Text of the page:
Omotesando is an avenue located between the famous Harajuku train 🚅 station and its little sister Aoyama, in Shibuya district in Tokyo. Renowned for its restaurants and luxury stores, its sidewalks are notably walked by Tokyo youngsters mixed with tourists.
When we talk about luxury in the Japanese capital, usually Ginza district naturally stands out. It means forgetting about its Tokyo west side’s brother, Omotesando, yet a powerful representative in this category. It is also appealing thanks to the nearby historical Meiji-Jingu.
It is also the home, since its renewal inspired by the Olympic games 🏅 of 1964, of evocative stores of "European chic" and sometimes fanciful architecture: Louis Vuitton, Chanel, Christian Dior, Emporio Armani, Prada, Ralph Lauren and Tod’s share, among others, the nice stage of Omotesando.
All around them are many high-end restaurants (among which the appreciated Ukai) and other elegant coffee places (including the ephemere and regretted Koffee).
Between its two broad sidewalks sheltered by gorgeous aligned elms, Omotesando does not steal its reputation: no less than four lanes (with two more only for parking places) see everyday a constant flow of luxury cars 🚙. And if the place is extremely touristy at every season, lots of passer-bys simply walk around and wander all along this wealthy kilometer.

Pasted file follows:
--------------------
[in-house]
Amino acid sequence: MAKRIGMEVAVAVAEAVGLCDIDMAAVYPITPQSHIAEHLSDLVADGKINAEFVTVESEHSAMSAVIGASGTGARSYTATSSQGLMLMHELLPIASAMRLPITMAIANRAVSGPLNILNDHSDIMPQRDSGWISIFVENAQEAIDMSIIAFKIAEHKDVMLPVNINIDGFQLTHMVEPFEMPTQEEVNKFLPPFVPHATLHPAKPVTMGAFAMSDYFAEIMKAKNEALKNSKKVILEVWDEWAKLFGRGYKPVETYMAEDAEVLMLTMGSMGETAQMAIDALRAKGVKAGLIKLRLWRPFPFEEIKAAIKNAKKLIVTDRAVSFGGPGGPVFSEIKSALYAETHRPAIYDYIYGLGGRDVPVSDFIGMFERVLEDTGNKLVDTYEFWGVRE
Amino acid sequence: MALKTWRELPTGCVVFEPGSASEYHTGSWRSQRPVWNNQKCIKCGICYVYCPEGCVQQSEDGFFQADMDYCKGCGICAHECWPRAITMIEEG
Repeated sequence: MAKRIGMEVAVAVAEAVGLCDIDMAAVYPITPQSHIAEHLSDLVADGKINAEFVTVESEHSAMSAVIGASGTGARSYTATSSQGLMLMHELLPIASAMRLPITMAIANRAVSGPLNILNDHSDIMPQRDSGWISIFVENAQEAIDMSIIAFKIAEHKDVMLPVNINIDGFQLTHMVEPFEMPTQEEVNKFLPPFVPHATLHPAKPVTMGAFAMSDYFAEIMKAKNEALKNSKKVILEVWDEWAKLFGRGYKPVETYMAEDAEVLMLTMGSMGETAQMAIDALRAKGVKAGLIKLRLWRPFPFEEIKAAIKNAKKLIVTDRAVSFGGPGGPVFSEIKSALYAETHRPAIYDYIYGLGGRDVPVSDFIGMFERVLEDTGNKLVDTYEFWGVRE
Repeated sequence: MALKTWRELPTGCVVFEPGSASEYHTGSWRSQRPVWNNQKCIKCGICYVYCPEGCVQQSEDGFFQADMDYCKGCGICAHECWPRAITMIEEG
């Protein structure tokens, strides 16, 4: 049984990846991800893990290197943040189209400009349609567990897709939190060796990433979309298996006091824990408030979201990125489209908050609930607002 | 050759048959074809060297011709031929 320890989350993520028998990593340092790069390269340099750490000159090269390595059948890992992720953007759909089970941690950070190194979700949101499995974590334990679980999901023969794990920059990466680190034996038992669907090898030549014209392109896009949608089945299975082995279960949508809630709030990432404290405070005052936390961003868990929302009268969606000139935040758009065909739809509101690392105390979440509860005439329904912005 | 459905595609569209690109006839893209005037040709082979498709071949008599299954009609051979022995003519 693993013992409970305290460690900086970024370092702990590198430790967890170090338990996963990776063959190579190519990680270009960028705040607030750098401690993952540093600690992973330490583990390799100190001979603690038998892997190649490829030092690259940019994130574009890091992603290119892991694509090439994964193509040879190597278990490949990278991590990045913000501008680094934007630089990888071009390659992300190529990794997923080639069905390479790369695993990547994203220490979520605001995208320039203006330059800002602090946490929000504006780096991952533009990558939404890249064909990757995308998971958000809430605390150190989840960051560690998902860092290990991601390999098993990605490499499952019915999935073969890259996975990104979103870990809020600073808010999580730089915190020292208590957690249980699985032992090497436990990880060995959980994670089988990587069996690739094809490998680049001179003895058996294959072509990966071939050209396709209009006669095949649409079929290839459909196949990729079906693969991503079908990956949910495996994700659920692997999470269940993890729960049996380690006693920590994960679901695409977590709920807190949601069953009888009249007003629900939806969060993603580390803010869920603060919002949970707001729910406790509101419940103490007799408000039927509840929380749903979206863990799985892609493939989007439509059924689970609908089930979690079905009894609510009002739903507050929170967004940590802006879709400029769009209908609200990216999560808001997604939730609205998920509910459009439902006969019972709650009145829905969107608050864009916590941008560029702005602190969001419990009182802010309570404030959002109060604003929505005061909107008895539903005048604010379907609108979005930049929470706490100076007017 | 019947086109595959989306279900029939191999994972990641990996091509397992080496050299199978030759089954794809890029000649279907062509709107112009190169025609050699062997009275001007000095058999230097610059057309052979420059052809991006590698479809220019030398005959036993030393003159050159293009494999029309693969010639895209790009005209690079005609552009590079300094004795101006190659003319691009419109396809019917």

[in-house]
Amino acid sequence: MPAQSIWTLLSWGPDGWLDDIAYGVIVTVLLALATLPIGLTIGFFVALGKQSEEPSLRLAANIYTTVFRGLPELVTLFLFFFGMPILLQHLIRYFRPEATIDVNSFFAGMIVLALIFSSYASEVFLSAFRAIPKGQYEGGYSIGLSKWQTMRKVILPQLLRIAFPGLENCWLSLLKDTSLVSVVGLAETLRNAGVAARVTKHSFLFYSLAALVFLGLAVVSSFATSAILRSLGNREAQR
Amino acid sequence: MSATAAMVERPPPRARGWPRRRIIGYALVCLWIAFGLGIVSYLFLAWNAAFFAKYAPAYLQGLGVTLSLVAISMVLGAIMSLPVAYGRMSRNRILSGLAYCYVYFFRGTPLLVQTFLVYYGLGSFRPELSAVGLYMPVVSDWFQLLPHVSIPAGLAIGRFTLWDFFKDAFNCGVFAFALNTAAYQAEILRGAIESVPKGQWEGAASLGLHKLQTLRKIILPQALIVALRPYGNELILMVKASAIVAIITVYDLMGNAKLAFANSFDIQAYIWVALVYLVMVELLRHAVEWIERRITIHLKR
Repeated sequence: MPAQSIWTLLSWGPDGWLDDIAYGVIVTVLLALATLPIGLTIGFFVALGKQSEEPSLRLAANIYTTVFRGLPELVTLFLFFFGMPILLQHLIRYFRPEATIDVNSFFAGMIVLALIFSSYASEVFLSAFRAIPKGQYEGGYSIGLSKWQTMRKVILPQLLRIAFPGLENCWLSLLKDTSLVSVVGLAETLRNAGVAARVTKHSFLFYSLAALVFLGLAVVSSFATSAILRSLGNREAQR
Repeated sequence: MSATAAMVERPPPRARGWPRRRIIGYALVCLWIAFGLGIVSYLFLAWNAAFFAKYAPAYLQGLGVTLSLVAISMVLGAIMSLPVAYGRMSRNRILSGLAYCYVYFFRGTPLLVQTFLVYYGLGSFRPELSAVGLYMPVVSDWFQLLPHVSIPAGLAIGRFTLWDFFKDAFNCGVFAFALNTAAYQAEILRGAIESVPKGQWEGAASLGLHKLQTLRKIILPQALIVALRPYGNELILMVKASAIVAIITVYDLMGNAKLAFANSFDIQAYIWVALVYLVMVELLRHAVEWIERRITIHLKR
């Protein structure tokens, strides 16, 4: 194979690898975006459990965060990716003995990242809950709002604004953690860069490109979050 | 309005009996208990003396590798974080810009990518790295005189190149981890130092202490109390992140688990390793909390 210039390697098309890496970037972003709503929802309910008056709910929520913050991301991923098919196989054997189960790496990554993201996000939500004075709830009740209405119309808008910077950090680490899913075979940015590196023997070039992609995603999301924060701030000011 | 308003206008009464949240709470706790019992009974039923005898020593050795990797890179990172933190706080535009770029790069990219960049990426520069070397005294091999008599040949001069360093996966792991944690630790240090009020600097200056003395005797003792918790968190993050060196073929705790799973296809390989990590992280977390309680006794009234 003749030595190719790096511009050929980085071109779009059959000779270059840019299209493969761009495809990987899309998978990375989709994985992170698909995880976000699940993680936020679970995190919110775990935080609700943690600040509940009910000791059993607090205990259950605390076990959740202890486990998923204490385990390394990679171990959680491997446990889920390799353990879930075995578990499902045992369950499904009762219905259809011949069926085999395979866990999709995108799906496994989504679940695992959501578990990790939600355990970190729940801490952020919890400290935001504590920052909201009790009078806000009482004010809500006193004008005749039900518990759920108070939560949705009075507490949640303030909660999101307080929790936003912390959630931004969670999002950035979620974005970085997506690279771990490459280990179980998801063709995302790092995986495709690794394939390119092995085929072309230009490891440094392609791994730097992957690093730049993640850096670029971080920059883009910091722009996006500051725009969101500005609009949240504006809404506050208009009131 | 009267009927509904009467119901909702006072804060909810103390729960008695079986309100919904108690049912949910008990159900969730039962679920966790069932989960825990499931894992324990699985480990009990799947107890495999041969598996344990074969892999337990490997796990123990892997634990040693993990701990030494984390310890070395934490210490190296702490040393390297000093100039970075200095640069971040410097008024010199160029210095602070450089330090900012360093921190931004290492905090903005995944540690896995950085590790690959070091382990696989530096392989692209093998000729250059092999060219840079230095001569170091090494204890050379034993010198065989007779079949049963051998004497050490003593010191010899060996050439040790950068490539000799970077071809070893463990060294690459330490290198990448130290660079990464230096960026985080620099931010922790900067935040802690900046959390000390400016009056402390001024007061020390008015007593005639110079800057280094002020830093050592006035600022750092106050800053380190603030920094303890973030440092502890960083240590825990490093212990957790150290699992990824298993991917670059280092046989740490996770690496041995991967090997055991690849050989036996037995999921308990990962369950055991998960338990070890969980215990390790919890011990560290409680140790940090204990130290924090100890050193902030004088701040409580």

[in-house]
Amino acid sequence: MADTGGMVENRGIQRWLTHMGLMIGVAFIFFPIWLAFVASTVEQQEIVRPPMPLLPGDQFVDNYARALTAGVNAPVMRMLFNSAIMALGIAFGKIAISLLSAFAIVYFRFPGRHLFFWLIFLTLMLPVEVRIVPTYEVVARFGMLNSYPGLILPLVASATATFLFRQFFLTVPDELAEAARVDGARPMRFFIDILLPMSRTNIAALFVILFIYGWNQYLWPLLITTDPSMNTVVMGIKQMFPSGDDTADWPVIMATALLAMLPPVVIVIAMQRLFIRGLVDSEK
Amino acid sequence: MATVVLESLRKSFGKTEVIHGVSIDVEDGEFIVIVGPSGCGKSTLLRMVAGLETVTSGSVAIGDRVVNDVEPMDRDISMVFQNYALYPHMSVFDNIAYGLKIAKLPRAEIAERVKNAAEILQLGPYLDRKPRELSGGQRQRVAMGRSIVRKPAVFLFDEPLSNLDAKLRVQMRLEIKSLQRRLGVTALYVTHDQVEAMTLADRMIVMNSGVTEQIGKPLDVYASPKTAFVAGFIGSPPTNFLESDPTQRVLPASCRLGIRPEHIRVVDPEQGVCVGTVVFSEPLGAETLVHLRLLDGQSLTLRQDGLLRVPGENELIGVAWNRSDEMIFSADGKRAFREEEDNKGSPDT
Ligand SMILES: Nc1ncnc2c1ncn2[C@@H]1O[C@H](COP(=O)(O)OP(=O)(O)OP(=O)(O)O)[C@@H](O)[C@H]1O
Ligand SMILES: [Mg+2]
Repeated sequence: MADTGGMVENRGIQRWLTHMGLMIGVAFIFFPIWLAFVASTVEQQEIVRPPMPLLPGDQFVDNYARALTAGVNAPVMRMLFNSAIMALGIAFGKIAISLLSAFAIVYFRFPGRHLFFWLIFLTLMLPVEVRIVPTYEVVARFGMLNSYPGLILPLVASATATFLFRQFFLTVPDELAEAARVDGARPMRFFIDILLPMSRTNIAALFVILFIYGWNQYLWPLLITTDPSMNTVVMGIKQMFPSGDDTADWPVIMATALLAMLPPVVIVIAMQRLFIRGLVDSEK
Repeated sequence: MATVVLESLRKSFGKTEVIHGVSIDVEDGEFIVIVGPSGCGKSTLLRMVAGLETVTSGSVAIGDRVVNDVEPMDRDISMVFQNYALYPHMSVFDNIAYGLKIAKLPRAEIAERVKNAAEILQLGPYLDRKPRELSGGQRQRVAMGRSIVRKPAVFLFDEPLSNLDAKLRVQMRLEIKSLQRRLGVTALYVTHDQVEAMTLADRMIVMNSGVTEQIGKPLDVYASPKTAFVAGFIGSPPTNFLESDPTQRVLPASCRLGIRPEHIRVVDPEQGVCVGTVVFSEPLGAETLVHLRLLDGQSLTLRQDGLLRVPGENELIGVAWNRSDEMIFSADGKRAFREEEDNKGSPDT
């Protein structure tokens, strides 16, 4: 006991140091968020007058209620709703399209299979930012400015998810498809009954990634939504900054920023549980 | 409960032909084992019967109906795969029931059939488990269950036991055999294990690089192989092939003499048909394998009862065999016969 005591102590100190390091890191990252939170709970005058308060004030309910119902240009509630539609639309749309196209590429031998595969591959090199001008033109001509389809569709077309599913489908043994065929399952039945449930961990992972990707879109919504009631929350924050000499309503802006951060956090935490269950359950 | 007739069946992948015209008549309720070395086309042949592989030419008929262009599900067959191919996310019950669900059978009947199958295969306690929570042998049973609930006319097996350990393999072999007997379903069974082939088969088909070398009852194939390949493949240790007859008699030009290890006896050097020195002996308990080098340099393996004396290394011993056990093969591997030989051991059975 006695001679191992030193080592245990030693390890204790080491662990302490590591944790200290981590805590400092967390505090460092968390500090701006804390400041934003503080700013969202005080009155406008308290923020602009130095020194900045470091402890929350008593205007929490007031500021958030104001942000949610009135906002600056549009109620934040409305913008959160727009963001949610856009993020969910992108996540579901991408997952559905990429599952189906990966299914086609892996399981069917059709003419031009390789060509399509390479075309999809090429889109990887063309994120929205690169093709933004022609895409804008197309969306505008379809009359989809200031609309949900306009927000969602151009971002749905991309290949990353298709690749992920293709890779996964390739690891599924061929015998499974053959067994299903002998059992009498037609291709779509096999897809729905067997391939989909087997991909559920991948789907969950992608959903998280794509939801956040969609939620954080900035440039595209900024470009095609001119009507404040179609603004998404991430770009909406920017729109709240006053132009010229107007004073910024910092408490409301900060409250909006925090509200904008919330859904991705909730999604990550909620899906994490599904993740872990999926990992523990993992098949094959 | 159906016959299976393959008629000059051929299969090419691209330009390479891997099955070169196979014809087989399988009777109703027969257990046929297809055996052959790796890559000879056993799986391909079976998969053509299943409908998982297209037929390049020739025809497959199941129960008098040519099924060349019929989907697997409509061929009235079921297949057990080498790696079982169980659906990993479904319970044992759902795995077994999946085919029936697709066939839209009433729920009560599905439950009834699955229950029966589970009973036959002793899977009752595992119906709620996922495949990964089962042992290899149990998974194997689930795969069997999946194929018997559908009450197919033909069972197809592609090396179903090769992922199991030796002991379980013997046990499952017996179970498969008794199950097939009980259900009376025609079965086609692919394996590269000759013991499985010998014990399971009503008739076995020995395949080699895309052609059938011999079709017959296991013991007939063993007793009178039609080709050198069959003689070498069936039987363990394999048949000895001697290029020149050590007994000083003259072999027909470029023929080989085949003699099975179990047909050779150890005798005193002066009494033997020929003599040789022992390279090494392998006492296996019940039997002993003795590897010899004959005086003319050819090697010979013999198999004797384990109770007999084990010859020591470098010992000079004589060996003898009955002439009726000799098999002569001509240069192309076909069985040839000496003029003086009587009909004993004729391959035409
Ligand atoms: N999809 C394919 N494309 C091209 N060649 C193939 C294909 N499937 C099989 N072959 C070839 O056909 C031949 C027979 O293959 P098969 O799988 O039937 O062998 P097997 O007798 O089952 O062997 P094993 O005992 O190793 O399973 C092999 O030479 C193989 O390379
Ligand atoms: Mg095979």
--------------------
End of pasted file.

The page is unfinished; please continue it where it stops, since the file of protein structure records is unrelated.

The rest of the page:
And yet, this broad avenue also keeps its feet firmly on the ground with reachable brands such as Uniqlo, Zara, Gap and also GoodDesign (by Comme des Garçons). Farther, two names share the stage: on one side, Kiddy Land (less toys box than it seems, the store is also appreciated by olders even only by its range of Ghibli items and other kawaii brands) and, on the other side, Oriental Bazaar (loved by foreigners for its oversized offer of souvenirs, but not very authentic).
Just like it was affiliated to Harajuku’s spirit, Omotesando delivers huge shopping malls like Omotesando Hills (opened in 2006 by the initiative of the famous architect Tadao Ando), Laforet and Tokyu Plaza with its spectacular mirrors entrance. From the avenue, do not hesitate to get lost in "Ura-Harajuku", its magical backside where charming independent concept stores and other art galleries open their doors to curious visitors.